Over the weekend I was able to get out and explore Colorado a bit. I love all things outdoors, so I was very excited to be able to head out to the Mountains. I went hiking at Estes Park and enjoyed the beautiful scenery as well as some interesting wildlife. This was a perfect end to a very exciting week here in Colorado.

Week 2: Children’s Hospital Colorado

June 19th, 2012

Emily Kipper ’13, Ebersole Fellow in Children’s Health

This week has been very interesting because I have been able to attend many meetings and learn about many new topics. Last Wednesday morning I attended a meeting in which the biomechanical engineer who helped design the Gait Lab spoke. This meeting was for all of the new interns who are doing research here this summer. Because all of our research is connected to the Gait Lab in some way, this lecture was a very good overview of what types of things happen in the Gait Lab. He talked about all of the different Gait disorders and walked us through how they perform Gait analysis. This was very interesting for me because it was a subject I had very little previous knowledge on, and since it is such a big facility here, it was fun getting to learn about it at one of the best gait labs in the country.

Another lecture I was able to attend was given by a guest speaker who has done many postdoctoral studies. She gave a lecture on writing a systematic review. This was another topic that I have never learned about before so this lecture was also very valuable. She explained the differences between literature reviews, systematic reviews, and meta analyses. This was great to hear because when working in research, the distinction between the three is very important, as well as knowing how to run any one of them.

I was able to have another great learning experience on Friday when I was able to go to the biomechanics lab to see a research project in its very initial stages. The surgeon I am working for on my research project, is doing another project relating to spinal fusions. After a spinal fusion, it is fairly common for screws to come loose in the pelvis of active kids. The study that I got to observe was testing the utility of different screws. To do this, an initial feasibility test had to be run. Calf spines were used and different types of screws were placed in them as they would be in a human spine for a spinal fusion. The next step is to x-ray the spine and then see if the study will be able to gain funding. It was very neat to be able to see the very beginnings of a study such as this, that has the ability to better the way things are currently done.

My work for this week has consisited of transferring all of my data into an online database for research called REDCap. I have also started collecting data on the variables in our study. This week has been full of learning experiences and I am really enjoying the opportunity this is giving me to learn so much about not only the one project I am working on, but so much about the large field of medical research.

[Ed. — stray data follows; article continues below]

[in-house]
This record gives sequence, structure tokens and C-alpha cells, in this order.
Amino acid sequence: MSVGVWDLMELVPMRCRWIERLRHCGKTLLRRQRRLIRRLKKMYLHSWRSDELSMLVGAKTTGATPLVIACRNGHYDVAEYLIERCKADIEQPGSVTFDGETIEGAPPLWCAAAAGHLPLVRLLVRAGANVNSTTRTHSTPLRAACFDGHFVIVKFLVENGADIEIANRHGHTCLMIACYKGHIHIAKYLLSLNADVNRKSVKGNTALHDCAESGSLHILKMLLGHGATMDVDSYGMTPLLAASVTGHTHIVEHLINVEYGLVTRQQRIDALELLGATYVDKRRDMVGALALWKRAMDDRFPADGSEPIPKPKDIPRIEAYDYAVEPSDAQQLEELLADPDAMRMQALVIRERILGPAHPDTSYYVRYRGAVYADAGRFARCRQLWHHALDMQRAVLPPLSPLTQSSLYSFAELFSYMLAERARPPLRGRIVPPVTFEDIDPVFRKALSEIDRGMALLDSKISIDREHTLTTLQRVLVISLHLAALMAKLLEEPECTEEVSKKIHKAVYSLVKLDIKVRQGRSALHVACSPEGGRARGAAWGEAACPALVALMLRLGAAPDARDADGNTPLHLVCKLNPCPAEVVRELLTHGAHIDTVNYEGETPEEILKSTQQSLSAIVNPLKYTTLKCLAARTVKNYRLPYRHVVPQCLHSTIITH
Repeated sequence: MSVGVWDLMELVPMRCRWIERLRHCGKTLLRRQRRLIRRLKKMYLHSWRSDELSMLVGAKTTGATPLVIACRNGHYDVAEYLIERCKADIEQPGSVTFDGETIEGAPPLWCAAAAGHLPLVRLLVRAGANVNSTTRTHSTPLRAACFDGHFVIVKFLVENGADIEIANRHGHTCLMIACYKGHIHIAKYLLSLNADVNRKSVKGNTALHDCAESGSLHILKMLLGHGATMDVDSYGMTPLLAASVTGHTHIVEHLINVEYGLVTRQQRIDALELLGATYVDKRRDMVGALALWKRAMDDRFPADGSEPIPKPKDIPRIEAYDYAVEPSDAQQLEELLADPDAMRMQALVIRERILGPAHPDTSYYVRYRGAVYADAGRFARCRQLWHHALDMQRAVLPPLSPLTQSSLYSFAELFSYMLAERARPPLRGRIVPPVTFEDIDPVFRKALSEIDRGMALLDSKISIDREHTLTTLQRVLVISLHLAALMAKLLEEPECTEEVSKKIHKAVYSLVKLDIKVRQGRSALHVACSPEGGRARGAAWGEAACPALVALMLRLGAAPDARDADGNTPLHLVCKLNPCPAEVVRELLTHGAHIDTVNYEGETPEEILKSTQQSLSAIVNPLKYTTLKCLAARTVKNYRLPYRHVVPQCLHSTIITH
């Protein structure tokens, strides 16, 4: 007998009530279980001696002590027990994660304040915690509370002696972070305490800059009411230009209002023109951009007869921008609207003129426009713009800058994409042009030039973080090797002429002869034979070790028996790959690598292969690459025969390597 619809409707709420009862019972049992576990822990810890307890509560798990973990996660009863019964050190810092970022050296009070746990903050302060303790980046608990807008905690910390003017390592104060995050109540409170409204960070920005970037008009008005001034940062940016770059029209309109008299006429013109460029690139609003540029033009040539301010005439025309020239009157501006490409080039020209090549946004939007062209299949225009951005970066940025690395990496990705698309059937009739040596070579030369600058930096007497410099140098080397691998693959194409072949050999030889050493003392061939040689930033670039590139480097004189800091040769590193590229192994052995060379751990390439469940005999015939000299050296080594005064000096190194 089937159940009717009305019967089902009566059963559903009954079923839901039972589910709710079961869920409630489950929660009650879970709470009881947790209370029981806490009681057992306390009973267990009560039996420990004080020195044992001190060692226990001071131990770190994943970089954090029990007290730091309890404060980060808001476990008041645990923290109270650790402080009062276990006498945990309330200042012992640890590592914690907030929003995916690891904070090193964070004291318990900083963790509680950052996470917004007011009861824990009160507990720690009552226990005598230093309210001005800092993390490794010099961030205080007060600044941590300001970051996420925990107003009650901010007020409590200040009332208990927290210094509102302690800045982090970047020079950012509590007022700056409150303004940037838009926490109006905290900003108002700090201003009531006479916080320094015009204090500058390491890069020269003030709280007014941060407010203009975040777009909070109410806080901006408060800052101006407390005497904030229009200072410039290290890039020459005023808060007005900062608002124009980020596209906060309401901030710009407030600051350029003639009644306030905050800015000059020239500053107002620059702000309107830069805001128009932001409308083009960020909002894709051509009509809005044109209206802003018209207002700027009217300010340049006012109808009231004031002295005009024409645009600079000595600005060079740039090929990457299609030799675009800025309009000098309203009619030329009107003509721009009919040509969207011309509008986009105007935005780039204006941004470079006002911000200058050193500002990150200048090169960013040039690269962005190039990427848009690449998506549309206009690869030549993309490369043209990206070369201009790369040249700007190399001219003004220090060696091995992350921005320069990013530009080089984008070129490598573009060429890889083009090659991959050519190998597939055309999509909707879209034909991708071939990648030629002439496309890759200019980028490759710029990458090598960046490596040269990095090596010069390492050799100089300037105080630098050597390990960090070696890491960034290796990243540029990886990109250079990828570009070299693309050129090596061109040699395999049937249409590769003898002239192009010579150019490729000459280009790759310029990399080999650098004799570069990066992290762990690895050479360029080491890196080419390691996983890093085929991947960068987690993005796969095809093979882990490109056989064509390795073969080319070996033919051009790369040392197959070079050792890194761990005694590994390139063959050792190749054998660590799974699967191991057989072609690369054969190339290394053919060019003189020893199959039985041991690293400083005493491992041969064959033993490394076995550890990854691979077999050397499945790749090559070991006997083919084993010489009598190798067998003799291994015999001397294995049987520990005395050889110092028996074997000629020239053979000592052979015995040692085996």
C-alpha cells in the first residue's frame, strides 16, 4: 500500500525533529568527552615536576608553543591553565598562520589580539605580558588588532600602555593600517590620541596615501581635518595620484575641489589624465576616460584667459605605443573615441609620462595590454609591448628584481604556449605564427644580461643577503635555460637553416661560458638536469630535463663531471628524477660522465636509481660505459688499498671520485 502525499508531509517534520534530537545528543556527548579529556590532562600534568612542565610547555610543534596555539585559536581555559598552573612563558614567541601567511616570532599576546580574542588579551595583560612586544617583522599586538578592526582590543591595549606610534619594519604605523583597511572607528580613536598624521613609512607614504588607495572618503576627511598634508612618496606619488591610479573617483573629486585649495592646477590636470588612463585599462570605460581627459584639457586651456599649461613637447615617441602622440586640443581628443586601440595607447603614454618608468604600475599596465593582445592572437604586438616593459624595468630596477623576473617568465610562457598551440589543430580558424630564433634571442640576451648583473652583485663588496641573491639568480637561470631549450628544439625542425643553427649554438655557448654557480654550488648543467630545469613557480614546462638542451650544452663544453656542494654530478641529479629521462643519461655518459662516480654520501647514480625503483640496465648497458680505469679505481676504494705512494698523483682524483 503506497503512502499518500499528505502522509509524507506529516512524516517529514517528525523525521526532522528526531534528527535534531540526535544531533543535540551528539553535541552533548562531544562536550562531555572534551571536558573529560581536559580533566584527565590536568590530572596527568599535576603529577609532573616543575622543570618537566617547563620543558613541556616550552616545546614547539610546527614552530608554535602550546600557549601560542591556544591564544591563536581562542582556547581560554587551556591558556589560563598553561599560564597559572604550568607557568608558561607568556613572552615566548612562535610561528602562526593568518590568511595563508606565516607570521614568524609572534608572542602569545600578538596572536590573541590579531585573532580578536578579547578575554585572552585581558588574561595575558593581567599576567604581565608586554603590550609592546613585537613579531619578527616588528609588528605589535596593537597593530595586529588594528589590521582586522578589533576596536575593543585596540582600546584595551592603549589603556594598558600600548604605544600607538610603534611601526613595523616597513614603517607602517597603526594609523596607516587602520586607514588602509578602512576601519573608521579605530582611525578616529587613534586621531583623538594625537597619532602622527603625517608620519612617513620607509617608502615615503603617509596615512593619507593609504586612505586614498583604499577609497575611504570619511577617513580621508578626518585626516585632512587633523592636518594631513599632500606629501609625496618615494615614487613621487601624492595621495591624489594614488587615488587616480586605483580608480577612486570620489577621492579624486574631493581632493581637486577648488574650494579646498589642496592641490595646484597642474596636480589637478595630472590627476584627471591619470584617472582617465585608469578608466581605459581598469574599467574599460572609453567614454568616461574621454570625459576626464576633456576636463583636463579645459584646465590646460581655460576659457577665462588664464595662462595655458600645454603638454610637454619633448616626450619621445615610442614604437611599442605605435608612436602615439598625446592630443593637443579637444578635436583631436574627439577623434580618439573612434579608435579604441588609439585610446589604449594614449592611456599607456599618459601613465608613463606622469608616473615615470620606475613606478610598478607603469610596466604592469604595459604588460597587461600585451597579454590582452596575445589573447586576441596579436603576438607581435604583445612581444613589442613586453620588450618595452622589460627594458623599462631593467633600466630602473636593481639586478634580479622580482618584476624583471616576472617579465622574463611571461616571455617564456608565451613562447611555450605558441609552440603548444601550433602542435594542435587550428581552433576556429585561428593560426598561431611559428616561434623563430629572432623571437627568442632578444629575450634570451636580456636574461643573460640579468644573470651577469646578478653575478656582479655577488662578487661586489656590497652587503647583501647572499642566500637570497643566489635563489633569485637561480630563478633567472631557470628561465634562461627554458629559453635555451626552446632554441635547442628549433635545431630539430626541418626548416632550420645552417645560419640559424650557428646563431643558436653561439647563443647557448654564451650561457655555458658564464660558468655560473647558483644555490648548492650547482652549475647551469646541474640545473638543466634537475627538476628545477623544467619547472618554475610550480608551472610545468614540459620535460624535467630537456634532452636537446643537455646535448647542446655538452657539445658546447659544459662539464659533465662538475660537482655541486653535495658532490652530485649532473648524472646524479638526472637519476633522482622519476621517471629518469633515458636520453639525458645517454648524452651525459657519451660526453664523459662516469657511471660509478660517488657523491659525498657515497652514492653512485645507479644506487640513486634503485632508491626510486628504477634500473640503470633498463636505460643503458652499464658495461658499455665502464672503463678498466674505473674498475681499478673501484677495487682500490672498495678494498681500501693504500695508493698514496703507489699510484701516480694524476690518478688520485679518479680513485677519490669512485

Week 1: Children’s Hospital Colorado–Aurora, Colo.

June 13th, 2012

Emily Kipper ’13, Ebersole Fellow in Children’s Health

My first week here in Colorado has been a very good one, full of new experiences and a lot of learning. I moved in on Monday and got all of my things settled in to my new apartment. I started the fellowship on Wednesday morning. I was instructed to park in the visitor lot and then my site mentor came out to get me. When I drove up to the hospital, I realized why someone needed to escort me. The hospital is huge! It was really fun walking into such a large hospital with so much going on and getting to be a part of it.

I was lead up to the second floor into the administrative pavilion and shown to my own cubicle. The first thing I did when I got there was to meet with the surgeon in chief, Sumeet Garg, who is heading the research project I am working on. We discussed the project in length and his hopes for how it will turn out. I am researching the utility of radiographs in adolescent idiopathic scoliosis patients. Adolescent idiopathic scoliosis is a lateral curvature of the spine that appears at age 10 or after, commonly during adolescent growth spurts. Common practice is to correct this condition by performing a spinal fusion. After surgery, routine radiographs are taken for post-operative care. Radiographs expose children to radiation, which is dangerous because it has the potential to cause cancer. My research will be looking into whether or not these routine radiographs are necessary. If we find that they are not, Dr. Sumeet Garg is hoping that our findings would be able to change current practice, lowering the amount of radiation children are exposed to.

The first few days of this week consisted of me reading journal articles and looking up other literature on this topic. This was very important for me to become familiarized with all of the vocabulary and ideas surrounding my research. The third day of the fellowship, I was able to attend presentations of research by the doctors completing fellowships at the Children’s Hospital. There was one project that studied a different aspect of scoliosis which was very interesting to listen to because I had just spent the previous few days learning about the topic.

The rest of the week I spent putting together a patient log of all of the patients included in our study. I was trained to use the hospital database called Epic which holds all of the patient charts. This program is what I will be using to conduct my research this summer. It is very exciting to be a part of the initial stages of a project like this. I am looking forward to going deeper into the study. I am also having a great time getting to know the other interns and exploring Denver. I am looking forward to a fun summer filled with new experiences!